Drill design software:

Costumes/floor: The costumes and floor (for marching groups only) can be as simple or complicated as you want to start off. These items are also more or less important based on the theme of the show. Some groups have parents who help to make/create uniforms, and some groups buy uniforms. They have many options of uniforms and options for customization.  Another option is to buy used. There are a variety of sites that also offer used uniforms from groups across the country.  One of these sites is The Guard Room. See the Show Design Tab for companies that sell printed floors (new and used) and uniforms.

Becoming an MPA Member Ensemble

If you have any questions or are at all interested in starting a group, an important first step would be to join the MPA instructor email list. You can do this by emailing the MPA secretary at This email address is being protected from spambots. You need JavaScript enabled to view it.. Many other questions can be addressed there as well.

Most groups that attend MPA competitions are official MPA members at a cost of $875 (for the 2020 season). This fee is waived for first-year members. 

There is also an option to attend up to three shows at $100 each. The per-show fee is not waived for first-year members.

Benefits: Groups can attend as many shows as they want and if they meet the minimum they can then attend MPA Finals. Member groups also can attend Day of Percussion, Instructor Training, and other MPA Events.

Paperwork: Part of the preseason (October-January) process is completing a few forms to be prepared for the season. This includes a roster of members, a copyright waiver (we don’t require any other copyright paperwork), and a liability waiver.

Signing up for shows: Also part of the pre-season process is signing up for shows. This is done in October and November as well. This is all done electronically through the MPA Website and a user profile that will be assigned to the head director.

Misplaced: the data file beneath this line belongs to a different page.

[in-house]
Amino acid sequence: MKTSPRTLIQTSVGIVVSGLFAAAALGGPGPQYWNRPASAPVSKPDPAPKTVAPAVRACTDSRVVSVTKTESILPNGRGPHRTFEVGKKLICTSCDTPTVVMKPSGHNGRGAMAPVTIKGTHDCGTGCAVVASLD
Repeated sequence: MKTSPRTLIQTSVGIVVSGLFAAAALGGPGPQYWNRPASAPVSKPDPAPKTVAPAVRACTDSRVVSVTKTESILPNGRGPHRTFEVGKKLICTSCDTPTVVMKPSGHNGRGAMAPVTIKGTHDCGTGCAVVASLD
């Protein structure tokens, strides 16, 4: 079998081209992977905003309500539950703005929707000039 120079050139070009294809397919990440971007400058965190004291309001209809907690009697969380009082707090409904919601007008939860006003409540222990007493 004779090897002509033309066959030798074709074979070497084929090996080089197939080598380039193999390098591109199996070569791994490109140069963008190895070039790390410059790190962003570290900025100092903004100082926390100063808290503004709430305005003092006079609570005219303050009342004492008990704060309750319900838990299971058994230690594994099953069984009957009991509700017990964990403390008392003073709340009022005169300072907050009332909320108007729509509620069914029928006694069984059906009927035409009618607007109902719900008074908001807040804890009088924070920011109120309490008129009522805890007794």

Attending biannual general membership meetings: The MPA Board of Directors meets monthly, and twice a year there is a meeting among all directors in the circuit. All member directors are expected to have representation there. At these meetings, member groups discuss important changes that have occurred over the course of the year as well as an open forum for discussion for changes and the future of the circuit. These meetings occur in April or May and September. They can be attended in person or electronically.

Winter Guard International

The international competitive circuit of indoor drumline, colorguard, and winds is Winter Guard International (WGI). Throughout February and March WGI hosts regional competitions across the country culminating in World Championships in mid-April. Hundreds of groups from all over the US including several MPA ensembles compete at championships every year in Dayton, OH. WGI has its own registration process and dues requirements in order to perform at their competitions. MPA partners with WGI to host a regional each year in the Twin Cities Metro area, typically in March. To learn more about WGI and World Championships visit: https://www.wgi.org/about-wgi/what-is-wgi/

Show Design

Prewritten shows:

Arrangement licensing resources:

Drill design software:

Floors:

The Marching Percussion Marketplace group on Facebook is a great resource for finding used floors and other equipment people from all over the country are selling: https://www.facebook.com/groups/1388122394749384.

Another option for floors is to paint your own design on some used (or new vinyl). The backside of used billboard tarps works well for this. This is a cheaper option than buying a new digitally printed floor, though it's a lot more labor-intensive.

Costumes/uniforms:

Education

Staying Connected

For all general inquiries about MPA, email This email address is being protected from spambots. You need JavaScript enabled to view it..

In addition, here are some online communities that might be of interest: